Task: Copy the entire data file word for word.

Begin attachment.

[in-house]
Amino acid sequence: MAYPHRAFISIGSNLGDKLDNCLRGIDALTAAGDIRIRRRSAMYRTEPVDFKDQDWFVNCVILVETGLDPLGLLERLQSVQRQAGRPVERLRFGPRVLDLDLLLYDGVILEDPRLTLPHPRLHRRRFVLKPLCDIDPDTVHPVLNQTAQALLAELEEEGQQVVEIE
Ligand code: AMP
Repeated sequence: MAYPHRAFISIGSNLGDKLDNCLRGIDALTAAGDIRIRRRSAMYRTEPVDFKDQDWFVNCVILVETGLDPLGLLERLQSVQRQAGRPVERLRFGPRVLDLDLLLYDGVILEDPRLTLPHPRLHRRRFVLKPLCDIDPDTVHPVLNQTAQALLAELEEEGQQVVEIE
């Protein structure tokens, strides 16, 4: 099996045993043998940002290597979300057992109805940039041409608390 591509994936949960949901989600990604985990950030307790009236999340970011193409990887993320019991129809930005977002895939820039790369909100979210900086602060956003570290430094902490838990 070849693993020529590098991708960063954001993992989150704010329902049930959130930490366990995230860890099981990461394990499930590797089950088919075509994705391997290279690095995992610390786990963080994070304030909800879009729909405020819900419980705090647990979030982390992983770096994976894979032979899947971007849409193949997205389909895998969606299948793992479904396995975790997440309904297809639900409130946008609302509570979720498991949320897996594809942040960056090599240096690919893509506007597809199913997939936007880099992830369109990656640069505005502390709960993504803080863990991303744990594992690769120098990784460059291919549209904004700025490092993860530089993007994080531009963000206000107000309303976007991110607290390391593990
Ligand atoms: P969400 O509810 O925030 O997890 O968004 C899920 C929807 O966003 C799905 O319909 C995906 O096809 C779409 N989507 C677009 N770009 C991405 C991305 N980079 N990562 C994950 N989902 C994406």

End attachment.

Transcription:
[in-house]
Amino acid sequence: MAYPHRAFISIGSNLGDKLDNCLRGIDALTAAGDIRIRRRSAMYRTEPVDFKDQDWFVNCVILVETGLDPLGLLERLQSVQRQAGRPVERLRFGPRVLDLDLLLYDGVILEDPRLTLPHPRLHRRRFVLKPLCDIDPDTVHPVLNQTAQALLAELEEEGQQVVEIE
Ligand code: AMP
Repeated sequence: MAYPHRAFISIGSNLGDKLDNCLRGIDALTAAGDIRIRRRSAMYRTEPVDFKDQDWFVNCVILVETGLDPLGLLERLQSVQRQAGRPVERLRFGPRVLDLDLLLYDGVILEDPRLTLPHPRLHRRRFVLKPLCDIDPDTVHPVLNQTAQALLAELEEEGQQVVEIE
């Protein structure tokens, strides 16, 4: 099996045993043998940002290597979300057992109805940039041409608390 591509994936949960949901989600990604985990950030307790009236999340970011193409990887993320019991129809930005977002895939820039790369909100979210900086602060956003570290430094902490838990 070849693993020529590098991708960063954001993992989150704010329902049930959130930490366990995230860890099981990461394990499930590797089950088919075509994705391997290279690095995992610390786990963080994070304030909800879009729909405020819900419980705090647990979030982390992983770096994976894979032979899947971007849409193949997205389909895998969606299948793992479904396995975790997440309904297809639900409130946008609302509570979720498991949320897996594809942040960056090599240096690919893509506007597809199913997939936007880099992830369109990656640069505005502390709960993504803080863990991303744990594992690769120098990784460059291919549209904004700025490092993860530089993007994080531009963000206000107000309303976007991110607290390391593990
Ligand atoms: P969400 O509810 O925030 O997890 O968004 C899920 C929807 O966003 C799905 O319909 C995906 O096809 C779409 N989507 C677009 N770009 C991405 C991305 N980079 N990562 C994950 N989902 C994406």